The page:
The wall ensures that what happened at El Mozote does not slide into oblivion, but few in El Salvador today remember its casualties--dirt-farmers in a village some 500 kilometers from San Salvador, the capital. "[Because the village is remote and poor], there has never been a public consciousness of the massacre," says Jose Miguel Cruz, director of the University of Central America's Public Opinion Institute.
Since a truce ended the 12-year war in 1992, most Salvadorans have been eager to forget its atrocities. In 1993, the government approved a law granting amnesty for human-rights violators. There has never been a trial of the soldiers in the elite U.S.-trained Atlacatl battalion who threw babies into the air to spear them with bayonets, or of the officers who ordered El Mozote and four nearby villages in Morazan province burned. Even the exact number of casualties is unlikely ever to be confirmed. Activists were dealt a setback in October, when the Supreme Court upheld the constitutionality of the amnesty law--although it left a loophole, saying a lower court could suspend the law in a particular case. That loophole may not count for much: Consider what occurred last December, when a judge ruled that the soldiers who murdered six Jesuits, their housekeeper, and her daughter in 1989--one of El Salvador's more publicized crimes--were shielded by the law.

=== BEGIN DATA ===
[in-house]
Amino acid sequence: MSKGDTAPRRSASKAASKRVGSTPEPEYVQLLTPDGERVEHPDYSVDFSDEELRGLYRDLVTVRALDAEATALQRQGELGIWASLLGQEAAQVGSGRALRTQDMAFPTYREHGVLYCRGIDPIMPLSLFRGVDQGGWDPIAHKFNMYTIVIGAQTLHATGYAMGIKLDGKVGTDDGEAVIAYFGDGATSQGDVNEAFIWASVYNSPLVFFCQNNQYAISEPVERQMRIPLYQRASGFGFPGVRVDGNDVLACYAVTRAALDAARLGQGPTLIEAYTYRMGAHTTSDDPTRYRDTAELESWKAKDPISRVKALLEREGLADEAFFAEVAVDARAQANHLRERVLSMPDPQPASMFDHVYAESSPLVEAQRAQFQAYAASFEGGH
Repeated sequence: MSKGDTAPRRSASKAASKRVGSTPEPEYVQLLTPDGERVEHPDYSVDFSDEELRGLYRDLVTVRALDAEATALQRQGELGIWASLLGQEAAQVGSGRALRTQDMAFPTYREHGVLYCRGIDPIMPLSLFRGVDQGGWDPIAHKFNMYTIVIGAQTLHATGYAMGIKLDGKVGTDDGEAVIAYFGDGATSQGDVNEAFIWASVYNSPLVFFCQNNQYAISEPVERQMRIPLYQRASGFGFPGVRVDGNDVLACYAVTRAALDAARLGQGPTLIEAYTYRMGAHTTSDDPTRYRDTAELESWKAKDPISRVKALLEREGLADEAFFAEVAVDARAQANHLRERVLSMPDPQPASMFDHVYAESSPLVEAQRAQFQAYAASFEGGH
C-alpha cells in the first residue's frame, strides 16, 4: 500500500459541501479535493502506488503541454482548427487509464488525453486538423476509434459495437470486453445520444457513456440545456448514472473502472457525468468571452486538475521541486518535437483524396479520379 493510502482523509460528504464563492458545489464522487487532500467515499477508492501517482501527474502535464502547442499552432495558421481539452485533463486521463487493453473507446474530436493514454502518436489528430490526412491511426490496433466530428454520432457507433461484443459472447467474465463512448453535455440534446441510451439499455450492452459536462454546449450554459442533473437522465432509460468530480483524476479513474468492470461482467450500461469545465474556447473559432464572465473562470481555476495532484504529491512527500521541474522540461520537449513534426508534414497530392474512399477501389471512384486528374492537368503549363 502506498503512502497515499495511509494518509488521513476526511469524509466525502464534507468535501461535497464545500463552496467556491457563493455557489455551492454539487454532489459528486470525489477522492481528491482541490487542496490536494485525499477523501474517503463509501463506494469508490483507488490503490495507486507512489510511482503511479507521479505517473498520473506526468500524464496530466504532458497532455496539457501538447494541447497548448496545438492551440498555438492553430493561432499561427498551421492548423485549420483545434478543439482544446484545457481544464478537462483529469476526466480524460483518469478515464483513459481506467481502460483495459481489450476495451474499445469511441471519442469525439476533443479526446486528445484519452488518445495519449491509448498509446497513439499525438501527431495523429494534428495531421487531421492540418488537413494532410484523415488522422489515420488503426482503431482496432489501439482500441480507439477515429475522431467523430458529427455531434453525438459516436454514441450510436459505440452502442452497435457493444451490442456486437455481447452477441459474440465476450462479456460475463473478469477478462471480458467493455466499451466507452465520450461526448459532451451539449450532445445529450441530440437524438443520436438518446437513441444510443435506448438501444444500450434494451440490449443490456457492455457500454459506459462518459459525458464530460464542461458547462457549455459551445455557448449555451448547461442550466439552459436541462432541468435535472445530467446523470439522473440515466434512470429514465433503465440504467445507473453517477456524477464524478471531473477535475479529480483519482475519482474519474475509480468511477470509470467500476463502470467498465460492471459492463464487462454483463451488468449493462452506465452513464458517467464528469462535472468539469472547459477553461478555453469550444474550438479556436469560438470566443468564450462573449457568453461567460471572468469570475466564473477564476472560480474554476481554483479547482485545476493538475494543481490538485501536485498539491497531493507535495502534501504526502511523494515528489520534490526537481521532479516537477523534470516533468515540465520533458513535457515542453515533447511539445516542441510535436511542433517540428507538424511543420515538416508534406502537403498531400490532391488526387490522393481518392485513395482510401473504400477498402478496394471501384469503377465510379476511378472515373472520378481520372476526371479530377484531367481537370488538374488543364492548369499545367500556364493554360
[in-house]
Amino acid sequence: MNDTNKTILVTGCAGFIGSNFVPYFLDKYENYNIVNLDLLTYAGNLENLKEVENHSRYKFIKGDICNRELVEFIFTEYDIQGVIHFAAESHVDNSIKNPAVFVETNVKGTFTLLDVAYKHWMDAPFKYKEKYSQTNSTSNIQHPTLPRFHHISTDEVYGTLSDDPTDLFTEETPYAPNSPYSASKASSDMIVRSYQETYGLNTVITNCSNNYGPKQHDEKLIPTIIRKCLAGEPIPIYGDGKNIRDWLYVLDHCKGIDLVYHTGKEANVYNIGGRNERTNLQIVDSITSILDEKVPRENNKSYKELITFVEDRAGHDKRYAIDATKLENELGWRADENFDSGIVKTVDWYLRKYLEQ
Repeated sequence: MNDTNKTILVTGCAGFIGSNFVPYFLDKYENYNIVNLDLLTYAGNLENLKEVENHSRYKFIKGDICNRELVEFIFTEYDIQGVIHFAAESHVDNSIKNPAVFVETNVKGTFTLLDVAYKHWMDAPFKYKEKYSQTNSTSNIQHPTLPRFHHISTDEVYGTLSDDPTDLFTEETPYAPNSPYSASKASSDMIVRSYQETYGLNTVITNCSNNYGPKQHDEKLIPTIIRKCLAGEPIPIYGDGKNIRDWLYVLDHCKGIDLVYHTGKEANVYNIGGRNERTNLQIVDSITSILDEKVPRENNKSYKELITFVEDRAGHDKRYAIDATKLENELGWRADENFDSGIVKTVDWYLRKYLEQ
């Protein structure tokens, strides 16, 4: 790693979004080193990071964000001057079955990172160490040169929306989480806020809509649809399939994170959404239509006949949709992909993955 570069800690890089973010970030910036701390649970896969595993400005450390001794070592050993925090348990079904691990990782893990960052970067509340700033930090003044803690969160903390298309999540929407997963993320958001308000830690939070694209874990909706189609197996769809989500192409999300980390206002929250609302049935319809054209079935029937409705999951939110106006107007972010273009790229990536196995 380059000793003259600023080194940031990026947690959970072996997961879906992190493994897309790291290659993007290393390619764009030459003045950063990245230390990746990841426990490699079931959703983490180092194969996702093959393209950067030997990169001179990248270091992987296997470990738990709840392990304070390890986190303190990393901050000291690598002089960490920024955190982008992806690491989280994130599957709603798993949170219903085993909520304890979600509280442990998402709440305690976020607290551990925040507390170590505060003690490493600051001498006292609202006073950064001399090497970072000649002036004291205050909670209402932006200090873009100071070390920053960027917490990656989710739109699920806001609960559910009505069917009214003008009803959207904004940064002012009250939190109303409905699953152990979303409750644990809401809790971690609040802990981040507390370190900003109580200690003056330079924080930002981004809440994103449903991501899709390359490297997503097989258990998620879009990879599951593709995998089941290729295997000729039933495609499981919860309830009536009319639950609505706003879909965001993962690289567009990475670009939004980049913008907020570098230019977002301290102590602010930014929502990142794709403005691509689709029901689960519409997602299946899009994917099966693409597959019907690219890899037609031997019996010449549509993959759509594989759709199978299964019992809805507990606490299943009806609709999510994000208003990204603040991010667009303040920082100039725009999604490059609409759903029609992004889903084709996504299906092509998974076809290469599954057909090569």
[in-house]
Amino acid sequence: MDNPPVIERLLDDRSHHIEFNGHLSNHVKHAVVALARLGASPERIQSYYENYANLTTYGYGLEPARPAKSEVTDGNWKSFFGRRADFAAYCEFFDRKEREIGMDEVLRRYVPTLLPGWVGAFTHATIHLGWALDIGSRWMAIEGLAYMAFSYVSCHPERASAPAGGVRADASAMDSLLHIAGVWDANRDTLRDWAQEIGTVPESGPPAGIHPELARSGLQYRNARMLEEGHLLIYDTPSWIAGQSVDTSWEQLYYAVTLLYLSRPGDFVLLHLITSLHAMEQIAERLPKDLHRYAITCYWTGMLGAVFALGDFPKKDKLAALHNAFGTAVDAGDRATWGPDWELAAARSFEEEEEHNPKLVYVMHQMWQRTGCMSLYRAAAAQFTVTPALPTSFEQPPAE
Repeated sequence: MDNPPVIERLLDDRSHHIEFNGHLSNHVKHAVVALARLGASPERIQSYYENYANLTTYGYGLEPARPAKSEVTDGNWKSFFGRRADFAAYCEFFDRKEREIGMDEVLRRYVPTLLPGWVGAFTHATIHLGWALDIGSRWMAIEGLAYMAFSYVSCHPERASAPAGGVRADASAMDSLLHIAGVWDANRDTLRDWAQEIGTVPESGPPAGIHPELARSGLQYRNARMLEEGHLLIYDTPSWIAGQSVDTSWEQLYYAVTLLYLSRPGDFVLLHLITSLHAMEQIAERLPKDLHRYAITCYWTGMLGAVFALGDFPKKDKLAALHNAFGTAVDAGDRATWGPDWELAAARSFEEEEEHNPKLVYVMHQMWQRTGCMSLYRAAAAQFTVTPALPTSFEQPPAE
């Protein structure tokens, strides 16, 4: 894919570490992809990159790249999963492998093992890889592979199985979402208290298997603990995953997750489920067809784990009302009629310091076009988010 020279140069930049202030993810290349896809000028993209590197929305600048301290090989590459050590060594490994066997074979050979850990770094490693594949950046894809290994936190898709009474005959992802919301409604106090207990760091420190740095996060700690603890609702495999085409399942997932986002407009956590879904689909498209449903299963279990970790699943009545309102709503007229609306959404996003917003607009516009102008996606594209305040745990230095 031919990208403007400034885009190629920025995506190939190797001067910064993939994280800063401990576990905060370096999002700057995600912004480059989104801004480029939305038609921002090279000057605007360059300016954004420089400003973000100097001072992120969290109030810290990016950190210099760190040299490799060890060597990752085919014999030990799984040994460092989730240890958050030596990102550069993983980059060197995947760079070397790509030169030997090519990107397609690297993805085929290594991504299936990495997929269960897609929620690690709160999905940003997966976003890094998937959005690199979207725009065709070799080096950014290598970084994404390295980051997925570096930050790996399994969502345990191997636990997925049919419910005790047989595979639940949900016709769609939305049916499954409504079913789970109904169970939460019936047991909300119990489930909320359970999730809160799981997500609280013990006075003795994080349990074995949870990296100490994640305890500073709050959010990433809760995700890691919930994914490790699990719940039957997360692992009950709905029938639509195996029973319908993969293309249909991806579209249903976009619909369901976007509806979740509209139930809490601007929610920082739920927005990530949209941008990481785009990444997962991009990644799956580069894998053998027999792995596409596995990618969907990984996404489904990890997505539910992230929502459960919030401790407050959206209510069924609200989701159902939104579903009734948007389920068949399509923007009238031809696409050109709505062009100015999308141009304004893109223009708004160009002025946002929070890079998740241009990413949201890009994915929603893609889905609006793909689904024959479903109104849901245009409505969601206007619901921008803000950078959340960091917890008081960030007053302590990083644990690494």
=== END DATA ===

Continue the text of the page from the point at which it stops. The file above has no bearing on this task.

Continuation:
Others have sought justice by different routes. The relatives of four American churchwomen raped and murdered in 1980 brought a civil lawsuit in Florida, where two former generals accused of ordering the killings have retired. In November, the jury ruled in favor of the generals.
But the peasants of El Mozote don't enjoy the kind of outside leverage that has raised the profile of other cases. About as far as anyone has got is to get approval to exhume remains for burial--34 children were reinterred on the massacre's last anniversary. Lawyer David Morales says a reactivated InterAmerican Human Rights Commission probe will take years to reach a finding. "We're up against very powerful sectors--the government, the military," he says. "They want to forget it."
There is one person who cannot forget. Rufina Amaya, 60, is the sole survivor of the massacre, in which four of her five children and her husband perished. Her fingers fidget as she recalls darting from a line of women who were about to be shot, and creeping into a bush. She stayed immobile for hours, recognizing her children's voices crying "Mamita, they're killing us!" as they were bayoneted. Although she has never received aid of any kind from the government, Rufina says what she really wants is for the perpetrators to ask her forgiveness. After 19 years, she holds little hope it will happen. "Justice isn't about vengeance, it's a spiritual recognition," she says. "But God is seeing all these things that they deny." With little chance of earthly justice, faith in the divine is about all the survivor of El Mozote has to hang on to.